This is as much as we get from those historians who write past Appomattox and it leaves much to the imagination. The clarifying explanations are in the record, however.
As early as the fall of Vicksburg, Davis wrote to BG Reuben Davis (emphasis added):
I hoped that the popular confidence in Genl. Johnston would have given him large reinforcements by the uprising of the people. Why was it not so? [...] Let every man who can bear arms rush to the rescue. Regard the army as a nucleus, not as the force on which the country depends solely for defense.Very helpful text and no great burden on the reader's comprehension, considering the light it sheds on this topic.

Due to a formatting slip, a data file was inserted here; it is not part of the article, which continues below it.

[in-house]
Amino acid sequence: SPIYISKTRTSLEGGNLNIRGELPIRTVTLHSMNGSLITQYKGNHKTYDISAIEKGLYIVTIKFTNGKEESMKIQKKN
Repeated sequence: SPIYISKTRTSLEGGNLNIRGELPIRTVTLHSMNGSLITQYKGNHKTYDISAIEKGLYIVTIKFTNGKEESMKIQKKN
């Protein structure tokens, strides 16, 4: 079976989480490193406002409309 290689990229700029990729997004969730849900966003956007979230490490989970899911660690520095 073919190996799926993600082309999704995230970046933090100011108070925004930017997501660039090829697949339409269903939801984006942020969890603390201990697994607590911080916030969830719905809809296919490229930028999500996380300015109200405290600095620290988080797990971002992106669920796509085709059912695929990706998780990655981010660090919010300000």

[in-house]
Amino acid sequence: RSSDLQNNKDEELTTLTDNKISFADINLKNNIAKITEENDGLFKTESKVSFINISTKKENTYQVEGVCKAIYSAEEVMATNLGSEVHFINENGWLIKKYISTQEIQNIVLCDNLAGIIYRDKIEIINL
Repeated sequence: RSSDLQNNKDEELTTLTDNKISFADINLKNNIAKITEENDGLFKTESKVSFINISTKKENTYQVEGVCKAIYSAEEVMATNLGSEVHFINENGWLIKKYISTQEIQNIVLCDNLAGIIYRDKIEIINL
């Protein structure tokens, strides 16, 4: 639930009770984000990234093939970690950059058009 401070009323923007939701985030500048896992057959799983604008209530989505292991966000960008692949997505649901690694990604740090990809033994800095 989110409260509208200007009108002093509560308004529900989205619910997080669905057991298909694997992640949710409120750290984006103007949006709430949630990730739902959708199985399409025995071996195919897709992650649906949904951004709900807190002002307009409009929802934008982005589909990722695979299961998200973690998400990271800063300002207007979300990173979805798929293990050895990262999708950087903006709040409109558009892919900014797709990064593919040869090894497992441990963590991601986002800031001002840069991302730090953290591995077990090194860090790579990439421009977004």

It seems a peculiar ask of Johnston, though, to have him organize a mass uprising. IIRC, he and Beauregard, with "large reinforcments" of Virginia militia at their disposal, had them dig trenches at Centreville. This particular "armed uprising of the people" finished Bull Run as laboring bystanders.
It also seems odd that Davis, whose government by 1863 relentlessly drafted state-enrolled militiamen, could envision any armed uprising of the populace. What people, with what arms? The design of the CSA war machine made this impossible.
That tiny residue of militia husbanded by Gov. Joe Brown against the depredations of Davis' government gave good service against Sherman's march and a glimpse into a potential revolutionary war that might have survived April 1865 had the Confederate military been organized on a completely different basis.
[Quote from Jefferson Davis, Confederate President by Hattaway and Beringer]